Tackling tough conversations after a rejected job offer
January 14, 2016
You have just found the perfect candidate. They check all the boxes: ideal background, skills match, compensation fit — and they are interested in making a change. They interview and, as expected, the they knock it out of the park and receive an offer. Then the unthinkable happens. The offer is declined.
Tackling tough conversations like the one you're preparing to have with your hiring manager is part of a recruiter's career. Here's some advice to make sure your search gets back on the right track.
You can start by finding out if the candidate is interested in future opportunities with the organization. By focusing on opportunities down the road, a candidate who seems reluctant to share why they declined the offer will be more at ease. This will also allow you delve into some key points about the candidate's decision.
Did they get an offer at a higher salary? Maybe there is wiggle room with the salary or a sign-on to overcome the difference. Is the commute too far? Perhaps they have the potential to work remotely. Unfortunately, in some instances, the candidate is unwavering in his or her decision and negotiating won't be able to change that.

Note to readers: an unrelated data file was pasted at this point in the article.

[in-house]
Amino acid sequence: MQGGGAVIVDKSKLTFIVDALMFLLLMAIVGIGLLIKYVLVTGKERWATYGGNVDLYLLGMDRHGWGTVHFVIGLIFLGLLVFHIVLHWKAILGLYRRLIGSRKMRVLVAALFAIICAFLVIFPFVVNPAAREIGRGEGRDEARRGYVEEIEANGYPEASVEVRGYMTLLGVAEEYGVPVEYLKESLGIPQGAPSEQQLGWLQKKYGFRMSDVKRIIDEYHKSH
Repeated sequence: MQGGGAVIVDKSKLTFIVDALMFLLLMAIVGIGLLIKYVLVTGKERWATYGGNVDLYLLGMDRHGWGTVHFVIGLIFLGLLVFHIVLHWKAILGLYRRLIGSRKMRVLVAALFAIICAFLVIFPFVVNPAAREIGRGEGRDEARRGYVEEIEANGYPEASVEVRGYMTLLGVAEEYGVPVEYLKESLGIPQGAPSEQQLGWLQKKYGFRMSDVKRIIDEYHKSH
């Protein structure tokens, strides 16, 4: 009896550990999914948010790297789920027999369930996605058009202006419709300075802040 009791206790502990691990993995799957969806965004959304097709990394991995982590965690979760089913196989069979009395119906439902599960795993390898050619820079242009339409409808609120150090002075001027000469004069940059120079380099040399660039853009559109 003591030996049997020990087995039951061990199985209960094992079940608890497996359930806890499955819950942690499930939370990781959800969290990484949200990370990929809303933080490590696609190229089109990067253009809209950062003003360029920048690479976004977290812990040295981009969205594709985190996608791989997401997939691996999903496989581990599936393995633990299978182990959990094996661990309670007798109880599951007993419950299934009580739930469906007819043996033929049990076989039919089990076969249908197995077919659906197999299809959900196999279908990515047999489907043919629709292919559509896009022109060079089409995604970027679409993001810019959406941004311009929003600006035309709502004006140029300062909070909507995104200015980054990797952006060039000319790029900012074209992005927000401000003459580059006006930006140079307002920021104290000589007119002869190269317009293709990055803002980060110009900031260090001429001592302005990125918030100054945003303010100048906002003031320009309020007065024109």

Remember, the candidate experience is still extremely important at this time. If someone was interested enough in the company and job to complete the interview process, they are an ideal member of the talent community.
Consult With the Client
With this information from the candidate, you are now prepared to consult with the hiring manager. It’s important to provide honest feedback and direct the conversation to an action plan. Address any issues the candidate presented. For example, if the candidate stated he or she felt the interview process was too lengthy, share that feedback with the hiring manager and introduce video interviewing tools, for example, that can keep the process moving efficiently.
The best way to recover from losing a candidate is by having someone great in the pipeline! This is one of the most important parts of your sourcing strategy. With a robust pipeline, you can easily identify another ideal candidate when someone drops out of the process.
Most importantly, do not let a rejected offer stop your momentum. As Robert Frost said, “The only way around is through.” No one looks forward to these conversations, but every recruiter will face them. By taking the time to gain an accurate understanding of the candidate’s perspective and having the communication skills to effectively provide that feedback to the hiring manager, you will be able to work through it and come out on the other side as a better recruiter.
Amy is a recruitment operations manager at WilsonHCG. She joined the company in May 2015. Prior to joining the WilsonHCG team, she gained over 13 years of recruiting experience from entry to executive level roles in the healthcare and finance arenas. She resides in Greenville, SC, with her husband and daughter.